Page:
2018-19 Japanese Figure Skating Championships
Kaori Sakamoto edged out Rika Kihira to claim her first national title at the 2018-19 Japanese Figure Skating Championships on Saturday night in Osaka, while Satoko Miyahara earned the bronze. With the top five medal contenders all having either one or more medals from Four Continents, the Grand Prix Final, or the World Championships, the ladies’ competition at this event was expected to be a tight race. All three ladies had qualified for the 2018-19 Grand Prix Final earlier this month with Kihira winning the gold.
Last year, Sakamoto placed second at the 2017-18 Japanese Nationals and earned a berth to the 2018 Four Continents Championships and the 2018 Winter Olympics in Pyeongchang, where she won the gold medal at the former. In her sophomore season, Sakamoto returned as a serious contender for the gold medal after a fourth-place finish at the 2018 Grand Prix Final in Vancouver. With a clean “Charlotte Church” short program by David Wilson which consisted of a triple flip-triple toe, a double Axel, and a triple loop, the 18-year-old from Kobe followed closely behind Miyahara with a score of 75.65 for second place.
Sakamoto then pulled off a near flawless free skate to the enchanting piece to music from The Piano choreographed by Richaud Benoit. The Skate America silver medalist completed a triple flip-triple toe, a double Axel, a triple Lutz, a double Axel-triple toe-double toe, a triple flip-double toe, and a triple loop. Although her triple Lutz received an edge warning and negative grades of execution (GOE) by two judges, Sakamoto earned positive GOEs and level fours on all her elements to score 152.36, giving her a total of 228.01, a victory of roughly four points.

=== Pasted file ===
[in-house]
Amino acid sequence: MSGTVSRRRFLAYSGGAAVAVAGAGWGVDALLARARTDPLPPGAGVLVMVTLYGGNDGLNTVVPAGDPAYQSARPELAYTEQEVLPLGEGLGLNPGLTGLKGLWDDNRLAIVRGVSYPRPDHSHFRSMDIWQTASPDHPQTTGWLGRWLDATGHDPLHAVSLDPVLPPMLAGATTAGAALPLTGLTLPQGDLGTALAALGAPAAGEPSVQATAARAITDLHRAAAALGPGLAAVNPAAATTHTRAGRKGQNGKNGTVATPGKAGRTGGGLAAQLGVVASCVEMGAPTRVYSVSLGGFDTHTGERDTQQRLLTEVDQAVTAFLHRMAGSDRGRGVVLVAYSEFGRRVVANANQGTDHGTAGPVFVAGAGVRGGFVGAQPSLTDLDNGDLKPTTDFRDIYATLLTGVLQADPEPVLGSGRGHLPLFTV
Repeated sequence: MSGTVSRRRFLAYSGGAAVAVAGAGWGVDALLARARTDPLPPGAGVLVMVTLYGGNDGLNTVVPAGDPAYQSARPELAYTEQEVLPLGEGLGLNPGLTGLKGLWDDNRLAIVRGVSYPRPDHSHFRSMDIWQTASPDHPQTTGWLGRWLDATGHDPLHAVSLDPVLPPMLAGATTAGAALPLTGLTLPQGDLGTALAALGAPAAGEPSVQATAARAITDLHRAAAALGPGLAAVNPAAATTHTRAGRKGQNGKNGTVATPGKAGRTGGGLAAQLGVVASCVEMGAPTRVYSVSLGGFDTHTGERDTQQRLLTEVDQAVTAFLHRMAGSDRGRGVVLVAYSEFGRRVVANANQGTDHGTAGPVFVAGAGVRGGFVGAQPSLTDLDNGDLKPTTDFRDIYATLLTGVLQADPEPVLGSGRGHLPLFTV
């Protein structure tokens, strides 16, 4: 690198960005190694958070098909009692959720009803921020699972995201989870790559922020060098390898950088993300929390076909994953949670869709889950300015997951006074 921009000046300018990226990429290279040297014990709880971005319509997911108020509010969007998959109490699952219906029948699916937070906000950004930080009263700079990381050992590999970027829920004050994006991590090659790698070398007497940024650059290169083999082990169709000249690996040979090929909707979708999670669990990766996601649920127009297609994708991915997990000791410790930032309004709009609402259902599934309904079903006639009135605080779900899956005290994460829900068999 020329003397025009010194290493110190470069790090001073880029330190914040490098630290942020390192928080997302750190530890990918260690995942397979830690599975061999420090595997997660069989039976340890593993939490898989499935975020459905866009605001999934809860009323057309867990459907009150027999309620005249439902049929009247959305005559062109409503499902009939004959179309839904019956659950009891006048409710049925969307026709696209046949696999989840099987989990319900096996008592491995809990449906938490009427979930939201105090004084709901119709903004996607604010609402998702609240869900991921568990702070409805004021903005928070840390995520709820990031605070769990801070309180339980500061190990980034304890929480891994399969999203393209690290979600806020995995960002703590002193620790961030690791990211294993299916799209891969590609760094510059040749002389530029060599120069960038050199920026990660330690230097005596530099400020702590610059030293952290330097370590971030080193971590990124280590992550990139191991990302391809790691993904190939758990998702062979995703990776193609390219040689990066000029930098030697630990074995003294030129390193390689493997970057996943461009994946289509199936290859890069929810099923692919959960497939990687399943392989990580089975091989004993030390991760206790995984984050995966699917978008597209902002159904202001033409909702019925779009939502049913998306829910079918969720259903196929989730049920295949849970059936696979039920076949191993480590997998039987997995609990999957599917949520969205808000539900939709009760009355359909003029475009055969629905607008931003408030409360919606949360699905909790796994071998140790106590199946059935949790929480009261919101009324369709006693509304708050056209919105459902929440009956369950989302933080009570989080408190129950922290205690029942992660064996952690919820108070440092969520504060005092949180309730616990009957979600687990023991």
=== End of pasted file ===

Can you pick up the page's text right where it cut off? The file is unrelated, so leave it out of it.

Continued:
After her victory over Olympic Champion Alina Zagitova at the Grand Prix Final two weeks ago, Kihira came into this competition surrounded by a lot of buzz and spotlight. However, the sixteen-year-old admitted to the media that she had been struggling with boot issues after the Grand Prix Final, and a fall on her opening triple Axel in the short program put her back in fifth. High quality execution of her triple flip-double toe combination, triple Lutz, all her spins, and her step sequence kept her in medal contention with a score of 68.75.
In her free skate to “Beautiful Storm,” choreographed by Tom Dickson, Kihira came back with a powerful performance befitting of the music. Her score of 155.01 was the highest free skate score of the night, but with a total of 223.76, the skater was only able to manage second overall. Her opening triple Axel-triple toe received 2.63 points for GOE for a whopping total of 14.83 points alone. Her second triple Axel was just as clean as the first, receiving 2.4 points for GOE. The remainder of her program consisted of a triple loop, a triple Lutz-double toe, a triple flip, a triple Lutz-Euler (downgraded)-double Salchow, and a triple Salchow.